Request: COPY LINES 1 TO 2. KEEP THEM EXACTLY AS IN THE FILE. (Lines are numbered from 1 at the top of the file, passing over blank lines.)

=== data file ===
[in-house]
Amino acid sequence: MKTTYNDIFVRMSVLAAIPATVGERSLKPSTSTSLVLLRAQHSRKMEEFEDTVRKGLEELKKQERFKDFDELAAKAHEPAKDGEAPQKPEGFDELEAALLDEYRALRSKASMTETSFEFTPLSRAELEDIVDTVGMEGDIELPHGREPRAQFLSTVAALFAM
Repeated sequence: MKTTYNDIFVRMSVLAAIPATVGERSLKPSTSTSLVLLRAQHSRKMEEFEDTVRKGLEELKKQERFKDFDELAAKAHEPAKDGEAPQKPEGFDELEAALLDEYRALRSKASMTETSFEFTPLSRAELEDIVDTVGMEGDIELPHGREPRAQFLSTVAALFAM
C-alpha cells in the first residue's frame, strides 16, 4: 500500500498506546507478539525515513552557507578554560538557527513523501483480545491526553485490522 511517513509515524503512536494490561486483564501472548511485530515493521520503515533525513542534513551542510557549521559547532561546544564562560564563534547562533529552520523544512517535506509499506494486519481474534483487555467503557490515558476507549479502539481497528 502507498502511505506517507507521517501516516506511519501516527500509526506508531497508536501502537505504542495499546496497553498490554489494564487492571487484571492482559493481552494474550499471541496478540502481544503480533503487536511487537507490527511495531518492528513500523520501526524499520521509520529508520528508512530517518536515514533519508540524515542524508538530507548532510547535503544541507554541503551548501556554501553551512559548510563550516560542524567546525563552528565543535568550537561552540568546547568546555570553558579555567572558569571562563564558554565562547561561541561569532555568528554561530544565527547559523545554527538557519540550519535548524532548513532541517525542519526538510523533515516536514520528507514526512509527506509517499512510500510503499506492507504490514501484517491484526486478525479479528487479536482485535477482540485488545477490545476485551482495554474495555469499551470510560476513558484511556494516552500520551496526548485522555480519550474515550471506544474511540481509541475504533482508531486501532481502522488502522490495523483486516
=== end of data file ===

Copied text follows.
[in-house]
Amino acid sequence: MKTTYNDIFVRMSVLAAIPATVGERSLKPSTSTSLVLLRAQHSRKMEEFEDTVRKGLEELKKQERFKDFDELAAKAHEPAKDGEAPQKPEGFDELEAALLDEYRALRSKASMTETSFEFTPLSRAELEDIVDTVGMEGDIELPHGREPRAQFLSTVAALFAM